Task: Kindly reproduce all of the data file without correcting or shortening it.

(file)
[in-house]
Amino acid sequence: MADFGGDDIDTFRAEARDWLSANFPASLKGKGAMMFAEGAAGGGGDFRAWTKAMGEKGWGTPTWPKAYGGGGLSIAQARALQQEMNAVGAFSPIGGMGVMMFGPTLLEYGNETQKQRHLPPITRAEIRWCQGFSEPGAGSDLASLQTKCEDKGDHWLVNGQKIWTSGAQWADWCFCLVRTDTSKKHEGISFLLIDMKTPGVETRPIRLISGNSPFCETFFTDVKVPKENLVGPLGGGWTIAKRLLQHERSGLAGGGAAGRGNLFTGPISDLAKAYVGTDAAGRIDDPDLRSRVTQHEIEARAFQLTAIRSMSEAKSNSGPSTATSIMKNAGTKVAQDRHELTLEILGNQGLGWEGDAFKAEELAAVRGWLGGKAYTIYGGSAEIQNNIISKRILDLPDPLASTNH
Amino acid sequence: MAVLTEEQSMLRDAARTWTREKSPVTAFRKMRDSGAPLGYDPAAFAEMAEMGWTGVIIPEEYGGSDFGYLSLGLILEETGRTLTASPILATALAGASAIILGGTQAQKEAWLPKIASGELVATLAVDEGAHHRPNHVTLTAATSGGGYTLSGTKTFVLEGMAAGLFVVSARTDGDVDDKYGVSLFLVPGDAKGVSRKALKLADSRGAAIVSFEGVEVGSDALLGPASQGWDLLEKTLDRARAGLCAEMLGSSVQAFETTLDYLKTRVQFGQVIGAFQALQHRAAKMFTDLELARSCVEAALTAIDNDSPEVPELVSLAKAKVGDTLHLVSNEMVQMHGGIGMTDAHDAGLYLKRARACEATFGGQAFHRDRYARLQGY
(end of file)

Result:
[in-house]
Amino acid sequence: MADFGGDDIDTFRAEARDWLSANFPASLKGKGAMMFAEGAAGGGGDFRAWTKAMGEKGWGTPTWPKAYGGGGLSIAQARALQQEMNAVGAFSPIGGMGVMMFGPTLLEYGNETQKQRHLPPITRAEIRWCQGFSEPGAGSDLASLQTKCEDKGDHWLVNGQKIWTSGAQWADWCFCLVRTDTSKKHEGISFLLIDMKTPGVETRPIRLISGNSPFCETFFTDVKVPKENLVGPLGGGWTIAKRLLQHERSGLAGGGAAGRGNLFTGPISDLAKAYVGTDAAGRIDDPDLRSRVTQHEIEARAFQLTAIRSMSEAKSNSGPSTATSIMKNAGTKVAQDRHELTLEILGNQGLGWEGDAFKAEELAAVRGWLGGKAYTIYGGSAEIQNNIISKRILDLPDPLASTNH
Amino acid sequence: MAVLTEEQSMLRDAARTWTREKSPVTAFRKMRDSGAPLGYDPAAFAEMAEMGWTGVIIPEEYGGSDFGYLSLGLILEETGRTLTASPILATALAGASAIILGGTQAQKEAWLPKIASGELVATLAVDEGAHHRPNHVTLTAATSGGGYTLSGTKTFVLEGMAAGLFVVSARTDGDVDDKYGVSLFLVPGDAKGVSRKALKLADSRGAAIVSFEGVEVGSDALLGPASQGWDLLEKTLDRARAGLCAEMLGSSVQAFETTLDYLKTRVQFGQVIGAFQALQHRAAKMFTDLELARSCVEAALTAIDNDSPEVPELVSLAKAKVGDTLHLVSNEMVQMHGGIGMTDAHDAGLYLKRARACEATFGGQAFHRDRYARLQGY